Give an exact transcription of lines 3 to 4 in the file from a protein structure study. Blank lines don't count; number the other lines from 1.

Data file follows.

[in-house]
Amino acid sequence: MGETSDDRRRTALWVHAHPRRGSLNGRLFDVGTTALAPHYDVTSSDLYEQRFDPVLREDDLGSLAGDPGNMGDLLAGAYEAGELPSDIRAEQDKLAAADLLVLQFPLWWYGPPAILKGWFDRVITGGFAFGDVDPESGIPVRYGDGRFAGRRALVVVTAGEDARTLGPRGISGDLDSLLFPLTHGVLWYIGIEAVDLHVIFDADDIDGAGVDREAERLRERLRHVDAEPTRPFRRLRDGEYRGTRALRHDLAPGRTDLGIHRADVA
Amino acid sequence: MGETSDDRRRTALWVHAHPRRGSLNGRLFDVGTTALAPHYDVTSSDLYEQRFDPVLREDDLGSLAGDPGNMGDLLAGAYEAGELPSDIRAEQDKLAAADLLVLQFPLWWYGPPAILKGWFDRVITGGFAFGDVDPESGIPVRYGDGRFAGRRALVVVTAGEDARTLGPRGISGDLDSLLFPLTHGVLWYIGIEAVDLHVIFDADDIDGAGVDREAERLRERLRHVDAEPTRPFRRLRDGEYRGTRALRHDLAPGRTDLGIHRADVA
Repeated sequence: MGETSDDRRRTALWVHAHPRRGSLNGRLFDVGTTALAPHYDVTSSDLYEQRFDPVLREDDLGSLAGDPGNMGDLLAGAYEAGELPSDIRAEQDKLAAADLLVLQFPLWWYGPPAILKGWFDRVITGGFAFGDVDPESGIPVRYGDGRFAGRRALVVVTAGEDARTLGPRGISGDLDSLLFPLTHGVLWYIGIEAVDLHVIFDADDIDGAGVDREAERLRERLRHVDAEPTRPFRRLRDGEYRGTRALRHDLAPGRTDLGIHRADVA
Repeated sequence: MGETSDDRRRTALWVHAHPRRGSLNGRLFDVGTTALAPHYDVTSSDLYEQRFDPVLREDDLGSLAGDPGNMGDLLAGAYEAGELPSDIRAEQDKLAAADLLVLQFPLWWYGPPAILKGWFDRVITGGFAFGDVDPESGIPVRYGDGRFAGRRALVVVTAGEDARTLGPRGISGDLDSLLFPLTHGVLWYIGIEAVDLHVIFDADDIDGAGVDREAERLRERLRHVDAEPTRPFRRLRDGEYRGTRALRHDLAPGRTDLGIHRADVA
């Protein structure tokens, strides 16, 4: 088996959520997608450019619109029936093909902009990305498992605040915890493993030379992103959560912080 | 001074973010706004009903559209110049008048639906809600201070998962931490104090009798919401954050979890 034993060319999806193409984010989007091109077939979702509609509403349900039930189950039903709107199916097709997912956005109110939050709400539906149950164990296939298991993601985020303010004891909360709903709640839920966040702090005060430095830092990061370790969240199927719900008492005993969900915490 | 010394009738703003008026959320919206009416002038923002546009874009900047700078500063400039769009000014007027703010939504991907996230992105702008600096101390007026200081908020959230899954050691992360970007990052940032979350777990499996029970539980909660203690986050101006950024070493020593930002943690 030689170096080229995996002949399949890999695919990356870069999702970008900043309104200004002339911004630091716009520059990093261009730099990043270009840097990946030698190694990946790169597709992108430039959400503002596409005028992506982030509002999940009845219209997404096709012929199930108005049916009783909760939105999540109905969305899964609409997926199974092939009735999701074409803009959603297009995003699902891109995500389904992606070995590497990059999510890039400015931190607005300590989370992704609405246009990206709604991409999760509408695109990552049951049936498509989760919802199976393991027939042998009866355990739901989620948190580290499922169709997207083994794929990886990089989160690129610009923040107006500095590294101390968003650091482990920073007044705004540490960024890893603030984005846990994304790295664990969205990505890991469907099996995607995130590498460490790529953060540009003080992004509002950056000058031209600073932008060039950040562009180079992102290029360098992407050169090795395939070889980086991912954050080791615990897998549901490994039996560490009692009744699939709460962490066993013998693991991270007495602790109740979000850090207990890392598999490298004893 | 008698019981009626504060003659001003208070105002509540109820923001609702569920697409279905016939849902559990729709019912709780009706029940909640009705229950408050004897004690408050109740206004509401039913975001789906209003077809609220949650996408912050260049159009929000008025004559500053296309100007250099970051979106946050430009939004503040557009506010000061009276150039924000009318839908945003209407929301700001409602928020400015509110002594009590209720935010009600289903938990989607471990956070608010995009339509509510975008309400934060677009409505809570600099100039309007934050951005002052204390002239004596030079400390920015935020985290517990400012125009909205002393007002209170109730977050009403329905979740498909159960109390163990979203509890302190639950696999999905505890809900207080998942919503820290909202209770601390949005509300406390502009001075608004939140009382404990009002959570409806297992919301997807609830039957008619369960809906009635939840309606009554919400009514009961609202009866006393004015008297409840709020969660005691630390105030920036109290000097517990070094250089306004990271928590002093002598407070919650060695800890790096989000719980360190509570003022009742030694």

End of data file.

Amino acid sequence: MGETSDDRRRTALWVHAHPRRGSLNGRLFDVGTTALAPHYDVTSSDLYEQRFDPVLREDDLGSLAGDPGNMGDLLAGAYEAGELPSDIRAEQDKLAAADLLVLQFPLWWYGPPAILKGWFDRVITGGFAFGDVDPESGIPVRYGDGRFAGRRALVVVTAGEDARTLGPRGISGDLDSLLFPLTHGVLWYIGIEAVDLHVIFDADDIDGAGVDREAERLRERLRHVDAEPTRPFRRLRDGEYRGTRALRHDLAPGRTDLGIHRADVA
Repeated sequence: MGETSDDRRRTALWVHAHPRRGSLNGRLFDVGTTALAPHYDVTSSDLYEQRFDPVLREDDLGSLAGDPGNMGDLLAGAYEAGELPSDIRAEQDKLAAADLLVLQFPLWWYGPPAILKGWFDRVITGGFAFGDVDPESGIPVRYGDGRFAGRRALVVVTAGEDARTLGPRGISGDLDSLLFPLTHGVLWYIGIEAVDLHVIFDADDIDGAGVDREAERLRERLRHVDAEPTRPFRRLRDGEYRGTRALRHDLAPGRTDLGIHRADVA